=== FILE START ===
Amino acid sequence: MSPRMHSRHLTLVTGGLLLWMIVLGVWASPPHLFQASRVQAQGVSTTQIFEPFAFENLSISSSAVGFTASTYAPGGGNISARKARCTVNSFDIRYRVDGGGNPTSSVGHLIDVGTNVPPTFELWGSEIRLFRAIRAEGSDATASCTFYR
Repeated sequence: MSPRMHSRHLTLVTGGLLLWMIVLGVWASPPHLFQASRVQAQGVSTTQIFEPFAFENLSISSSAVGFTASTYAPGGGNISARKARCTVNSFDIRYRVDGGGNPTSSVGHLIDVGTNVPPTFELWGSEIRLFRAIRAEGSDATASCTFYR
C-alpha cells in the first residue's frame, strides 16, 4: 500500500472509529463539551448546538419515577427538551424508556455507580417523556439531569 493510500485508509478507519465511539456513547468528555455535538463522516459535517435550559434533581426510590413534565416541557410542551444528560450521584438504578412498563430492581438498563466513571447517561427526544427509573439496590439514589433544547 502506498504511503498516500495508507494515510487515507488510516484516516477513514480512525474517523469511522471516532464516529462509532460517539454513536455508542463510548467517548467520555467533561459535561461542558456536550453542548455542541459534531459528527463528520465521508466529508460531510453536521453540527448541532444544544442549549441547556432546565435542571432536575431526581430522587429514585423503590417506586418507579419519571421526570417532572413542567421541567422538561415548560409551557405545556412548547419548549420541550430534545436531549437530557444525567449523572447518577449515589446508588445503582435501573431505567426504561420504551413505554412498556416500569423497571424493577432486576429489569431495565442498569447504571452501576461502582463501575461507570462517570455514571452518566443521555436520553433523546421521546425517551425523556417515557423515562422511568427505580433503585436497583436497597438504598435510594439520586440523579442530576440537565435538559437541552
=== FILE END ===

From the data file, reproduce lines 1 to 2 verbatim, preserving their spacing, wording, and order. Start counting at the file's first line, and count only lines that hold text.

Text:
Amino acid sequence: MSPRMHSRHLTLVTGGLLLWMIVLGVWASPPHLFQASRVQAQGVSTTQIFEPFAFENLSISSSAVGFTASTYAPGGGNISARKARCTVNSFDIRYRVDGGGNPTSSVGHLIDVGTNVPPTFELWGSEIRLFRAIRAEGSDATASCTFYR
Repeated sequence: MSPRMHSRHLTLVTGGLLLWMIVLGVWASPPHLFQASRVQAQGVSTTQIFEPFAFENLSISSSAVGFTASTYAPGGGNISARKARCTVNSFDIRYRVDGGGNPTSSVGHLIDVGTNVPPTFELWGSEIRLFRAIRAEGSDATASCTFYR